CHESTERTON |The Duneland School Board will advertise an estimated 2014 budget of $64,397,556, nearly $900,000 more than the 2013 advertised budget of $63,525,458. In 2013, the amount certified was $62,616,299.
The budget estimates were unanimously approved by the board at a sparsely-attended meeting Monday.
CFO Lynn Kwilesz presented the details of the budget, which can be viewed by visiting the Duneland School Board Administration Center and will be available for comment during a public meeting at 6 p.m. Sept. 25.
The budget estimate for the general fund is $34,575,000; debt service is $7,412,225; school pension debt is $1,601,431; capital projects is $10,500,000; transportation is $3,966,900; bus replacement is $667,000; and the referendum fund is $5,675,000.
She said the board is proposing a plan to replace six buses during 2014 and projected the number of bus replacements as anywhere from six to nine buses per year through 2025 with increasing cost per unit to adjust for rising replacement rates.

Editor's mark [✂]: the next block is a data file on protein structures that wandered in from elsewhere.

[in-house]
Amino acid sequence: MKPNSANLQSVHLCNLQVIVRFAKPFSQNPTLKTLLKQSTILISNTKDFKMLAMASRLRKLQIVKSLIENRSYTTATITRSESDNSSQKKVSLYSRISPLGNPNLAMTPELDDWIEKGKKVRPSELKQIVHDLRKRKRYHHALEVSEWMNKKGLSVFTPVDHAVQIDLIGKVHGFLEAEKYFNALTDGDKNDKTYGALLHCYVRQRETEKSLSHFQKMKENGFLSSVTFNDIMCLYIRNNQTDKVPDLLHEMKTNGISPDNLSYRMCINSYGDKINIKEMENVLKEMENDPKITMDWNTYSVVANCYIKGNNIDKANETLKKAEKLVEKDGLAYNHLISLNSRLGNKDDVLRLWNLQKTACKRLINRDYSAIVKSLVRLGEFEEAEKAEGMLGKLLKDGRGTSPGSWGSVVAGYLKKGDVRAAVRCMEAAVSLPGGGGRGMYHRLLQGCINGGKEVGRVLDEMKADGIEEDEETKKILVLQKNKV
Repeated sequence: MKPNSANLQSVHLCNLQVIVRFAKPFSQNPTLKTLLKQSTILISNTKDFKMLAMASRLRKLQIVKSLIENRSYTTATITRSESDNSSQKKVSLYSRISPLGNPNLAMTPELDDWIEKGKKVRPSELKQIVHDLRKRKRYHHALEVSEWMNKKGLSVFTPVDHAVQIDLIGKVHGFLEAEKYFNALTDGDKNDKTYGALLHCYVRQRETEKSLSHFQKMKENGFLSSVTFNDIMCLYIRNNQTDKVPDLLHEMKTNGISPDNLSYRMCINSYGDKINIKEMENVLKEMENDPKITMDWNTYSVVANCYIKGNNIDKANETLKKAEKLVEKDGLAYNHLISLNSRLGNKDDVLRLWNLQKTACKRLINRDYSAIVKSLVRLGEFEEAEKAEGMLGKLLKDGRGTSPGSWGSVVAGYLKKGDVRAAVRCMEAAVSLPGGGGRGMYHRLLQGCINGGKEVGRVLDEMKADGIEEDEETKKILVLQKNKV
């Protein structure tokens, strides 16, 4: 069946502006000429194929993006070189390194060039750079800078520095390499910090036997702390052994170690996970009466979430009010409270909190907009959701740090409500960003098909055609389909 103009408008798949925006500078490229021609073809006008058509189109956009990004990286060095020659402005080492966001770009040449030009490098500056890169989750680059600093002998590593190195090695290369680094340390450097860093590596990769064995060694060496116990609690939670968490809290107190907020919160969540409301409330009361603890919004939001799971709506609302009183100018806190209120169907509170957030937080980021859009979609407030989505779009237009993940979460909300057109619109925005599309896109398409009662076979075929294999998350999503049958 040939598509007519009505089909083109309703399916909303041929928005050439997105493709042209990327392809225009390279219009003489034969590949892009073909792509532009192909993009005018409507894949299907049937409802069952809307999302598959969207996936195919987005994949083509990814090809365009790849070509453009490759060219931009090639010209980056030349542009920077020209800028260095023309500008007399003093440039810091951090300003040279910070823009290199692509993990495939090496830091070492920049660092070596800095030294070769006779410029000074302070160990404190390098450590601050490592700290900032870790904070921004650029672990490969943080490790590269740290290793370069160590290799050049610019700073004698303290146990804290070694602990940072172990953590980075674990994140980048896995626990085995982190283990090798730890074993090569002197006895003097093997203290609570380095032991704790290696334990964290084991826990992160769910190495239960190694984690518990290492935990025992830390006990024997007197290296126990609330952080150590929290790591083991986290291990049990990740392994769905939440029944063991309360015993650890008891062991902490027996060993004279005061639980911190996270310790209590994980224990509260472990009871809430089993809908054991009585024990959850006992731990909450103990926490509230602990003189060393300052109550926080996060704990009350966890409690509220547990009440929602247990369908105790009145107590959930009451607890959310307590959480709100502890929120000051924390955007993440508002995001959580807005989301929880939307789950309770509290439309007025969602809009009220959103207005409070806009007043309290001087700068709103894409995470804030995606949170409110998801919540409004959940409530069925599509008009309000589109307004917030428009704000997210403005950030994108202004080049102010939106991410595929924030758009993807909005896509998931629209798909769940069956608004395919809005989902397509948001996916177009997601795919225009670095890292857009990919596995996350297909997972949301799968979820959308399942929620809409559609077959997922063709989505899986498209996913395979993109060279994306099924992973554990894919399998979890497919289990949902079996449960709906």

Kwilesz also discussed the capital projects fund, which is capped by the tax levy, noting the planed amount was set high to realize all of the funds available for such items as professional services, utilities, technology, rental of buildings, and land acquisition and development.
“We have been very fortunate over the years to have a capital projects fund to allow us to maintain our facilities and advances in technology, and like the other budgets, we are going to advertise high to get the amount of money we can and we should be in good shape,” said Superintendent Dr. David Pruis.
The amount of funds coming from tax levies for 2014 is advertised as $28,568,800; in 2013 the amount advertised was $29,793,020 and the certified amount was $26,722,596.
“Most of what we see is relatively comparable because there aren’t a lot of changes,” said Kwilesz.
The meeting to adopt the budget has been set for Oct. 7.
In other comments, Pruis noted that school is back in session and administration has been visiting all of the schools.
“It is somewhat expected that when you walk into a school building on the first day of school, teachers are teaching and the classrooms are full and school is going on. There are smiles on faces and excitement. It has been very positive and we are off to a good start,” he said, adding that kindergarten enrollment numbers are up and overall the numbers are down by 40 students.